WASHINGTON — House and Senate lawmakers have been pushing to boost the Missile Defense Agency’s fiscal 2022 budget, and they continue to advocate for increased missile defense in the Indo-Pacific theater. But House appropriators plan to cut funding to enhance missile defense in Guam.
In the House Appropriations Committee’s FY22 spending bill, the MDA’s $78.3 million request for missile defense for Guam — U.S. Indo-Pacific Command’s top unfunded priority — took a $15.9 million hit due to “unjustified growth.”
The agency requested an additional $40 million to procure long-lead items for the architecture in Guam as well and appropriators are poised to cut that as well. But according to a wish list sent to Congress from the command, more funding — to the tune of $231.7 million — on top of what the MDA requested is needed to move at the desired pace. The list also included funding for a Homeland Defense Radar for Hawaii.
“While supportive of the defense of Guam from ballistic, hypersonic, and cruise missile threats, the Committee notes that the report on the defense of Guam from integrated air and missile threats, required by the National Defense Authorization Act for Fiscal Year 2021, has not yet been submitted to the congressional defense committees,” the committee notes in its report. “Additionally, the lack of detailed information on the budget request, especially the request for $40,000,000 in procurement, is troubling. Therefore, the Committee has denied funding for procurement and reduced the amount recommended for research, development, test and evaluation until the Department submits the required report and adequate budgetary information for the Committee to make informed funding decisions on these efforts.”
House appropriators did provide $75 million in funding for a HDR-H, which the agency chose not to fund in its budget request. In hearings over the past several months, lawmakers across the defense committees advocated for providing Hawaii the added protection.
The MDA has not finalized or unveiled its plan on how it will enhance missile defense capability on Guam.
MDA Director Vice Adm. Jon Hill said the plan is to use mature capabilities, which are believed to include the Aegis Combat System and the Terminal High Altitude Area Defense system. The Army deployed a rotational THAAD presence to Guam in 2013.
Hill acknowledged in a House Strategic Forces Subcommittee hearing last month that he had promised a report to Congress by June, “but given the complexity of it, that’s going to take us a little bit longer to get there.”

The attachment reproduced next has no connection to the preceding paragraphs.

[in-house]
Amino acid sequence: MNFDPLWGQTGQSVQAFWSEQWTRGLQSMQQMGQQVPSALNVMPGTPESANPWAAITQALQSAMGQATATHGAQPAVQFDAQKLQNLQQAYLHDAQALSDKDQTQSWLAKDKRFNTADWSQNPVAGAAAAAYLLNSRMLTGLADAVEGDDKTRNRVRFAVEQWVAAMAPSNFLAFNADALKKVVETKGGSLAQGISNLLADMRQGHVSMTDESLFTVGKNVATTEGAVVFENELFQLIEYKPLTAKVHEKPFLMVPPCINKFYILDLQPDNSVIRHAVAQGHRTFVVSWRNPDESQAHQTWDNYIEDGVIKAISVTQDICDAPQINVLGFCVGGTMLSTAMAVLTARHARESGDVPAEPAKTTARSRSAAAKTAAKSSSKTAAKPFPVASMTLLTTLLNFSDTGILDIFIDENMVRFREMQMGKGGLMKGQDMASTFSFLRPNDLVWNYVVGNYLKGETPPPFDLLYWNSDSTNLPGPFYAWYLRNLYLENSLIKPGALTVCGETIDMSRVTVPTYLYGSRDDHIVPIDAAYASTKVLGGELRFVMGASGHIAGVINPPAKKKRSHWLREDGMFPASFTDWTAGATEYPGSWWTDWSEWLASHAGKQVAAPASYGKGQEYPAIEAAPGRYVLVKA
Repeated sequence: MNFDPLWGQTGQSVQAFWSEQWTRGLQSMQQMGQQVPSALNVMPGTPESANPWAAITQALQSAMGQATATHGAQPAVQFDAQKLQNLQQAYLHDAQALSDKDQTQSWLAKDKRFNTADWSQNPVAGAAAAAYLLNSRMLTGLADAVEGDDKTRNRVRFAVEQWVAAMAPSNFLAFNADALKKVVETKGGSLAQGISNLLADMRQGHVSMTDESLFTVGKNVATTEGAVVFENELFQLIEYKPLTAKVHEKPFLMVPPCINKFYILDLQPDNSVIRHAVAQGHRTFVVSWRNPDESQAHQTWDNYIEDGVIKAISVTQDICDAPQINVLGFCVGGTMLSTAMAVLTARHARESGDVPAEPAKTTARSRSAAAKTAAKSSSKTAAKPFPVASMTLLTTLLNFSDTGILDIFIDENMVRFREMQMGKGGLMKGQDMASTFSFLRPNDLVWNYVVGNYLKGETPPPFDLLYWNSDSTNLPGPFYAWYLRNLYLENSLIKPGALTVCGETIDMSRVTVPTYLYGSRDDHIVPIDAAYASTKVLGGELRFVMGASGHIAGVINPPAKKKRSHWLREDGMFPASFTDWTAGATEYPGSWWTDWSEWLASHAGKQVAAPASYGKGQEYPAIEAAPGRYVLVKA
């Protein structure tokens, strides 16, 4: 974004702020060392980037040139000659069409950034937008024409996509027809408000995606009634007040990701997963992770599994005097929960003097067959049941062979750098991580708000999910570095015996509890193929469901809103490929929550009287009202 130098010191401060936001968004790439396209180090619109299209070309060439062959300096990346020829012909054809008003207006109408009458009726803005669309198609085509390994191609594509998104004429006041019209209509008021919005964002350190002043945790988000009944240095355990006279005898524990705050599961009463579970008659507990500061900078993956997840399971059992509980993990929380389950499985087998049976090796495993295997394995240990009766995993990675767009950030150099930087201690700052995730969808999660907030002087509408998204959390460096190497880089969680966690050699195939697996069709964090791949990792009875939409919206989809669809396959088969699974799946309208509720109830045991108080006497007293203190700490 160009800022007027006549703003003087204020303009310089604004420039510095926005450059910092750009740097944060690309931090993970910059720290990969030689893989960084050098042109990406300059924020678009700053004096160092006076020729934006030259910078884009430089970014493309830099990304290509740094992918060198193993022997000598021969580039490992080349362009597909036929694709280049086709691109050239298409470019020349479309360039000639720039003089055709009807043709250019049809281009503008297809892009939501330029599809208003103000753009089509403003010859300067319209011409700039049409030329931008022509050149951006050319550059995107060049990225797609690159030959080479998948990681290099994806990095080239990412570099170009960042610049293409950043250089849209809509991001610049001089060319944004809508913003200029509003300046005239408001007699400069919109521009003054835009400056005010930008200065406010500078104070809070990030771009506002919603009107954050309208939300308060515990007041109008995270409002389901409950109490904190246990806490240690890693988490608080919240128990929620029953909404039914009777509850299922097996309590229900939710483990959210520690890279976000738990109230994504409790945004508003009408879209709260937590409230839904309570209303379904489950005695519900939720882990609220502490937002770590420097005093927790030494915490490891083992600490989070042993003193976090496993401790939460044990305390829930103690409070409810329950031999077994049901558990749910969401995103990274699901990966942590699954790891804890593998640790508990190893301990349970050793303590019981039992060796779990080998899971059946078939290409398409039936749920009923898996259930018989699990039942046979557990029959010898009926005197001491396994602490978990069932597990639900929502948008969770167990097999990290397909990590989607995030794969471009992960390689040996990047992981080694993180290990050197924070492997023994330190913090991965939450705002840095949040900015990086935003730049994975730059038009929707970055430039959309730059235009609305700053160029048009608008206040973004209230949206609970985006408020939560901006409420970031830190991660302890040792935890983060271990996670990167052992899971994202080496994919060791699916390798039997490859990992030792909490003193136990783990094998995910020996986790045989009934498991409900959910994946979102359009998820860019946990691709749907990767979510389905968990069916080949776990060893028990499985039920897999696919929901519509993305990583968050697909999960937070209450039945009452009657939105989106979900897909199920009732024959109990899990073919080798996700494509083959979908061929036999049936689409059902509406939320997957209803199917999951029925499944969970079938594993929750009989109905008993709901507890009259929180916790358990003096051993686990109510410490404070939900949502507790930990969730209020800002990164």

Developing the desired protection for Guam is on “a very aggressive timeline, given where we are at,” he added.
It remains to be seen what Senate appropriators will do, but there is support from lawmakers on both Armed Services committees for a missile defense architecture for Guam in addition to the HDR-H.
House Strategic Forces Subcommittee ranking member Rep. Mike Turner, R-Ohio, said during a June 15 hearing that key programs were underfunded. He singled out Guam as one of those programs.
House appropriators are the first to issue a spending bill for FY22, and it’s unclear if Senate appropriators will follow suit.
Congress added $1.3 billion to the MDA’s budget last fiscal year and appears poised to do the same this year.
The MDA’s FY22 request focuses on the development of future capabilities including a next-generation interceptor for homeland missile defense, a hypersonic defensive capability and space-based tracking critical to detecting threats.
The agency’s funding request came in at $8.9 billion, but lawmakers said they do not believe that is enough.
A June 11 letter from Rep. Mo Brooks, R-Ala., and a group of eight other Republican House lawmakers, sent to House Appropriations Committee leaders, called for the full funding of a variety of missile defense priorities as well as unfunded priorities. It specifically highlighted the need to fund the HDR-H as well as a persistent, 360-degree architecture in Guam to protect it from ballistic, cruise and hypersonic missiles.
Jen Judson is an award-winning journalist covering land warfare for Defense News. She has also worked for Politico and Inside Defense. She holds a Master of Science degree in journalism from Boston University and a Bachelor of Arts degree from Kenyon College.